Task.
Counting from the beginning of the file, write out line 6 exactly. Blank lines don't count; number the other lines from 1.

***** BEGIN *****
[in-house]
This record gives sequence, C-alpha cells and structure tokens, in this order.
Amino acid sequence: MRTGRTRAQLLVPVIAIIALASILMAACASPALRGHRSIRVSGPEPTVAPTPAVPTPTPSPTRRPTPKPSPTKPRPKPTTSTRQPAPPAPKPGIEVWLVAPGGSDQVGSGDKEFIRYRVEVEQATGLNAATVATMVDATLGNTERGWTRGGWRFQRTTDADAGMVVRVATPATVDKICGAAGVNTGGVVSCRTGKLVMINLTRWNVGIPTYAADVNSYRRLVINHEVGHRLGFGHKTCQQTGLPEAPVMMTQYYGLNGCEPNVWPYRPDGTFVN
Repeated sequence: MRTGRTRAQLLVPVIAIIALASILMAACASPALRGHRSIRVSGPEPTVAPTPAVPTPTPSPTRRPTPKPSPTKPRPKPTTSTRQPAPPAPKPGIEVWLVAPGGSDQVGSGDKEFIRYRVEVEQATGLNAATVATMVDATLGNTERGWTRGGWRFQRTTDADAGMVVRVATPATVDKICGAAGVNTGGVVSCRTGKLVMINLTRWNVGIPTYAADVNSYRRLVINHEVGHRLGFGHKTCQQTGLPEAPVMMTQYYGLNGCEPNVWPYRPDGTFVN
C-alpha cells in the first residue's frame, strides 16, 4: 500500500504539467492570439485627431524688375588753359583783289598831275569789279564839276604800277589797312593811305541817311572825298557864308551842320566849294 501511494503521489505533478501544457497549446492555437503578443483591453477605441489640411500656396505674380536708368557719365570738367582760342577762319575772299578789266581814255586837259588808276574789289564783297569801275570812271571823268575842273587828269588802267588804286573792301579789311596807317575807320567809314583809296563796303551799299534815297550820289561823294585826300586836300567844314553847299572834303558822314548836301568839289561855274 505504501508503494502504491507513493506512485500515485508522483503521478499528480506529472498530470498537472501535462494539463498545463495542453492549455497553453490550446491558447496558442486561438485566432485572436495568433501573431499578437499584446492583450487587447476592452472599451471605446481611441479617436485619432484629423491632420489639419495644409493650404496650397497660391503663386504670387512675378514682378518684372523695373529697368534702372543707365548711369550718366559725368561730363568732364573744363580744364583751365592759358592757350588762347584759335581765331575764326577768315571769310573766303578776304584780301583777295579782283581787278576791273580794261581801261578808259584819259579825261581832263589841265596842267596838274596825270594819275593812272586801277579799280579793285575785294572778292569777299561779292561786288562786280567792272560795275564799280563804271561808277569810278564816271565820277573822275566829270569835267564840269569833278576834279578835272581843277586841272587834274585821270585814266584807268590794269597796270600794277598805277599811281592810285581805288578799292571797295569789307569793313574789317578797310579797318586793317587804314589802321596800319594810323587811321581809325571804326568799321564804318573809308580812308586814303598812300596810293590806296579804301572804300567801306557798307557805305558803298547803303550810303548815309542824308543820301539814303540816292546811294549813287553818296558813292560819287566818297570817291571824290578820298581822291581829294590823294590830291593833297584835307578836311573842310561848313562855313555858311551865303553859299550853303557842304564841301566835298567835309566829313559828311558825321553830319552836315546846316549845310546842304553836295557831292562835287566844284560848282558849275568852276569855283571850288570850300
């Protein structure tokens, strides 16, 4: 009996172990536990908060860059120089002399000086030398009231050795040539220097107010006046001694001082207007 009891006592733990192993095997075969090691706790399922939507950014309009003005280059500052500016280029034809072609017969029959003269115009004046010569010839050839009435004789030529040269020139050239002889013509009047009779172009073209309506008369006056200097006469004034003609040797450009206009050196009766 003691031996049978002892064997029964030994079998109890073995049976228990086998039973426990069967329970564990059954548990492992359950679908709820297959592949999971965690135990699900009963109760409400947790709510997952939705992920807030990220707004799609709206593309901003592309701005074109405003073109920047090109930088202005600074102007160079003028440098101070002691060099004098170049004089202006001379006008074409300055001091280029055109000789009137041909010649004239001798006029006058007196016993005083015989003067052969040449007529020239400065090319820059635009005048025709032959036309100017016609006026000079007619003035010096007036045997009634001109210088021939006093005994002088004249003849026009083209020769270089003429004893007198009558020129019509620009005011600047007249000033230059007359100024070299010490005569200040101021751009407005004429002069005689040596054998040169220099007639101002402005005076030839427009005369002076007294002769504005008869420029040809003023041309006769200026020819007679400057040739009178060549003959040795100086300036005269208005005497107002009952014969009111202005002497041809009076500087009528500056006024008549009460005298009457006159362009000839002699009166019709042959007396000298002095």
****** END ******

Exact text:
């Protein structure tokens, strides 16, 4: 009996172990536990908060860059120089002399000086030398009231050795040539220097107010006046001694001082207007 009891006592733990192993095997075969090691706790399922939507950014309009003005280059500052500016280029034809072609017969029959003269115009004046010569010839050839009435004789030529040269020139050239002889013509009047009779172009073209309506008369006056200097006469004034003609040797450009206009050196009766 003691031996049978002892064997029964030994079998109890073995049976228990086998039973426990069967329970564990059954548990492992359950679908709820297959592949999971965690135990699900009963109760409400947790709510997952939705992920807030990220707004799609709206593309901003592309701005074109405003073109920047090109930088202005600074102007160079003028440098101070002691060099004098170049004089202006001379006008074409300055001091280029055109000789009137041909010649004239001798006029006058007196016993005083015989003067052969040449007529020239400065090319820059635009005048025709032959036309100017016609006026000079007619003035010096007036045997009634001109210088021939006093005994002088004249003849026009083209020769270089003429004893007198009558020129019509620009005011600047007249000033230059007359100024070299010490005569200040101021751009407005004429002069005689040596054998040169220099007639101002402005005076030839427009005369002076007294002769504005008869420029040809003023041309006769200026020819007679400057040739009178060549003959040795100086300036005269208005005497107002009952014969009111202005002497041809009076500087009528500056006024008549009460005298009457006159362009000839002699009166019709042959007396000298002095």